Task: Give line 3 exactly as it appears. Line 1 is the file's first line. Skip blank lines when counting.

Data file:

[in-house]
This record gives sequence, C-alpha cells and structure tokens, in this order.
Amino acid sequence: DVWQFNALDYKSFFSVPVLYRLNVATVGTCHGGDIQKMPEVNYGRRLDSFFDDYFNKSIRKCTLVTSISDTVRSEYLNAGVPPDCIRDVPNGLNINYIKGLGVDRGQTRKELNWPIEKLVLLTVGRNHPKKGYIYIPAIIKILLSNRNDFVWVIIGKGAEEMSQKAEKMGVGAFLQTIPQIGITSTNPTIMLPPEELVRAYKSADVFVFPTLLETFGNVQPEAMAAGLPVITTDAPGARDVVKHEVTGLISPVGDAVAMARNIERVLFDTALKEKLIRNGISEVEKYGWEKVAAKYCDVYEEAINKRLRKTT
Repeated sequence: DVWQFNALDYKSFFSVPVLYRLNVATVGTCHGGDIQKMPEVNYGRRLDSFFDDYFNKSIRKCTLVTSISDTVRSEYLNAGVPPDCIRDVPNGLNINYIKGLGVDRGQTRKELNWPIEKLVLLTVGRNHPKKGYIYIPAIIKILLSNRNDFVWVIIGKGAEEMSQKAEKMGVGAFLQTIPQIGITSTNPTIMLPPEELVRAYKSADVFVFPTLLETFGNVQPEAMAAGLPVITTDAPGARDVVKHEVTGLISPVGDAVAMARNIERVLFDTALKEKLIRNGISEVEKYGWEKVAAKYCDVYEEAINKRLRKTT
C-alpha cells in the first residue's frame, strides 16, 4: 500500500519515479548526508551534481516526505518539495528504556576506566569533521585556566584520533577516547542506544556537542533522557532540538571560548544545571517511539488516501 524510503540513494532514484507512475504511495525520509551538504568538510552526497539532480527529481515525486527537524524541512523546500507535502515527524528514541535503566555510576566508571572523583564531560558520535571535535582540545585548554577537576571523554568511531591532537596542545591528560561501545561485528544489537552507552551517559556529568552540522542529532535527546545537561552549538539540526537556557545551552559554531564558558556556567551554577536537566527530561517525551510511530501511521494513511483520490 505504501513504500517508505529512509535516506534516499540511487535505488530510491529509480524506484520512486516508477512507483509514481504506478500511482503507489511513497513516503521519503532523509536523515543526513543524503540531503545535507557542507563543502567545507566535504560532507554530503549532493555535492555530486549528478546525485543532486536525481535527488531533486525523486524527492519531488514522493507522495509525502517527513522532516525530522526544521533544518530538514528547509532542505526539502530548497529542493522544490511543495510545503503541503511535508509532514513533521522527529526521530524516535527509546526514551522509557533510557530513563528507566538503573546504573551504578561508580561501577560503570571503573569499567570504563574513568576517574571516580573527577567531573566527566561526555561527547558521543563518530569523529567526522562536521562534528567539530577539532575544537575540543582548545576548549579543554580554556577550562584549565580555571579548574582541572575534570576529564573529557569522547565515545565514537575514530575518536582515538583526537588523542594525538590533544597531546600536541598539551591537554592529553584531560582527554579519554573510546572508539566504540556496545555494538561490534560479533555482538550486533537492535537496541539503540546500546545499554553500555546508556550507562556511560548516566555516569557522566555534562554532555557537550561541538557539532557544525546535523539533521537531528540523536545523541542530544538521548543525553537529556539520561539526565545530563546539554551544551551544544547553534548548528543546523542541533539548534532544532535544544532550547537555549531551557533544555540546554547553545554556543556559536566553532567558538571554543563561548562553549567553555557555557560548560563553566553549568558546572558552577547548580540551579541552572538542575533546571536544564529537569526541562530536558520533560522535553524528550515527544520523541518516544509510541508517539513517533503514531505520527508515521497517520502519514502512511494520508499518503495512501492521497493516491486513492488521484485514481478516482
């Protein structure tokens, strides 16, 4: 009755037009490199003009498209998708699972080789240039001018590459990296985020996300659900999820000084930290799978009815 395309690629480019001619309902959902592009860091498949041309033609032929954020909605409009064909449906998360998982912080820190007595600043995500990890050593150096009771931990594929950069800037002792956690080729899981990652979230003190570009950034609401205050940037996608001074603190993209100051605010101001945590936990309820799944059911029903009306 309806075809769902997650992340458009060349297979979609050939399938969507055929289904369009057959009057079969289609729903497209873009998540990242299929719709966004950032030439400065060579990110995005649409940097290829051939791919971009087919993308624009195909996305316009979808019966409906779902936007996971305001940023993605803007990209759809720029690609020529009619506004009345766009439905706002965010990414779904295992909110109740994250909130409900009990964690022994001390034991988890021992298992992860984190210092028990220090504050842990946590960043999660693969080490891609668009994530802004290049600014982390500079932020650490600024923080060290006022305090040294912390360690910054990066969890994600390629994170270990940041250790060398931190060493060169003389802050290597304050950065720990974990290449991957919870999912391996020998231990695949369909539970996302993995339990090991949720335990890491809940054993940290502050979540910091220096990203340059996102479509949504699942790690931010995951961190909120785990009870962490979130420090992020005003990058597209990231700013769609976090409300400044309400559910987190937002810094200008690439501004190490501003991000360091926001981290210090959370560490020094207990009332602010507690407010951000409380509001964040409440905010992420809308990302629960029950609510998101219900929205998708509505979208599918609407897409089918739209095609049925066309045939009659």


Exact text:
Amino acid sequence: DVWQFNALDYKSFFSVPVLYRLNVATVGTCHGGDIQKMPEVNYGRRLDSFFDDYFNKSIRKCTLVTSISDTVRSEYLNAGVPPDCIRDVPNGLNINYIKGLGVDRGQTRKELNWPIEKLVLLTVGRNHPKKGYIYIPAIIKILLSNRNDFVWVIIGKGAEEMSQKAEKMGVGAFLQTIPQIGITSTNPTIMLPPEELVRAYKSADVFVFPTLLETFGNVQPEAMAAGLPVITTDAPGARDVVKHEVTGLISPVGDAVAMARNIERVLFDTALKEKLIRNGISEVEKYGWEKVAAKYCDVYEEAINKRLRKTT